Perhaps the most useful munition in the Defense Department's 2020 budget proposal is a new version of an old missile. Raytheon's SM-6 features components the company borrowed from other missile types. It combines the seeker and blast warhead of an Advanced Medium-Range Air-to-Air Missile and the airframe of the Navy's older SM-2 ship-launched missile.
Of the 10 major missiles that arm the Navy's surface ships and submarines, only the SM-6 can strike ships at sea, planes in the air and rockets at the edge of the atmosphere. Thanks to its versatile seeker and warhead, the SM-6 is arguably America's most versatile missile.
And it's only getting better. With a few modifications, the SM-6 could target enemy ground forces. Swap out the warhead for a torpedo and the missile also could sink submerged submarines.
“A single missile in a single launch tube could thereby provide the warfighter with a range of effects,” missile-expert Thomas Karako wrote for the Washington, D.C.-based Center for Strategic and International Studies. Depending on what it's aiming at, the SM-6 could travel as far as 200 miles.
The Navy is asking for $700 million in 2020 to buy 125 SM-6s.
The Pentagon's budget request asks for tens of billions of dollars for hundreds of the latest aircraft, including scores of stealthy F-35s. But perhaps the most controversial plane in the budget is an upgraded version of a 50-year-old fighter jet.
The Air Force is requesting $1 billion to purchase eight F-15EXs from Boeing. This is a heavily upgraded version of a twin-engine, supersonic fighter that the Air Force last bought in 2001.
Today the flying branch operates around 250 older F-15Cs and F-15Ds and mostly deploys them for defensive air patrols over the United States. These F-15s are around 35 years old, on average, and getting increasingly expensive to maintain.
The idea is to directly replace the old F-15Cs and Ds with newer F-15EXs that boast better electronics and a heavier weapons payload. The Air Force reportedly plans to eventually acquire around 180 F-15EXs.
But the F-15EX is big, blocky and decidedly non-stealthy. For that reason, several retired Air Force generals have protested the proposed purchase.
According to them, buying non-stealthy F-15s, even upgraded ones, is inconsistent with preparations to fight Russia and China. “Trying to adopt aircraft that belong in museums to warfare in the 21st century is a mistake,” David Deptula, a former F-15 pilot who is now the dean of the Mitchell Institute for Aerospace Studies in Virginia, wrote in a February op-ed for Forbes.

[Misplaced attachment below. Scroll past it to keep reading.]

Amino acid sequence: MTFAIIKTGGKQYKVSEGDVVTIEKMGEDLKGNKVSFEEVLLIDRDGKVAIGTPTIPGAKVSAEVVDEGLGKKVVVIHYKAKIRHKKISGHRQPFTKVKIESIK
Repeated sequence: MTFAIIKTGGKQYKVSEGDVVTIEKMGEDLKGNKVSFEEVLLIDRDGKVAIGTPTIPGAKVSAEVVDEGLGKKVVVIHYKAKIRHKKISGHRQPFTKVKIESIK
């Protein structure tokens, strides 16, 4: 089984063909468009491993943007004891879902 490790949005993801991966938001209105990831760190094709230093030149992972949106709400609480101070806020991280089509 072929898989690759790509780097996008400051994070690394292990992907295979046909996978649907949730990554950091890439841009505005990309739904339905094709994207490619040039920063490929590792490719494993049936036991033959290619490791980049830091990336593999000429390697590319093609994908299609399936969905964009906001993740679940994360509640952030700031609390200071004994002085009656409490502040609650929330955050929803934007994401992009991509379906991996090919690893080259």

It's worth noting that the Air Force didn't want the F-15EXs, instead preferring to spend its money on more F-35s. An advisory board reporting to acting Defense Secretary Patrick Shanahan, a former Boeing executive, recommended the F-15 owing in part to the ease of integrating the new-old fighters into existing F-15 squadrons.
Shanahan's office denied reports that the acting defense secretary leaned on officials to add the Boeing-made F-15EXs to the budget.
The 2020 budget represents President Donald Trump’s first real chance to begin assembling his beloved “space force.” After strong pushback from military leaders and some lawmakers who argued that the Pentagon doesn’t need an expensive new bureaucracy, Trump in February signed an executive order creating a new space command within the Air Force. The 2020 budget asks for $300 million to transfer around 600 military personnel into the new command.
The space force mostly will make do with the people, rockets and satellites that the Air Force, Navy and Army already possess. But the new command could get one snazzy new satellite, if Congress approves the cash.
The Air Force wants $1.6 billion to quickly develop the new Overhead Persistent Infrared satellite, which would have two main missions. One, it would scan the Earth for enemy rocket launches in order to give U.S. forces a heads up and a chance to shoot back.
But there’s a second, arguably more thrilling mission. In recent years, Russia and China both have deployed a wide array of small, maneuverable “counter-space” satellites that could tamper with or even destroy other craft in orbit. The Air Force’s new infrared sat would also scan space, looking for any Russian or Chinese killer sats that might be trying to sneak up on America’s own spacecraft, hopefully giving them time to maneuver out of the way.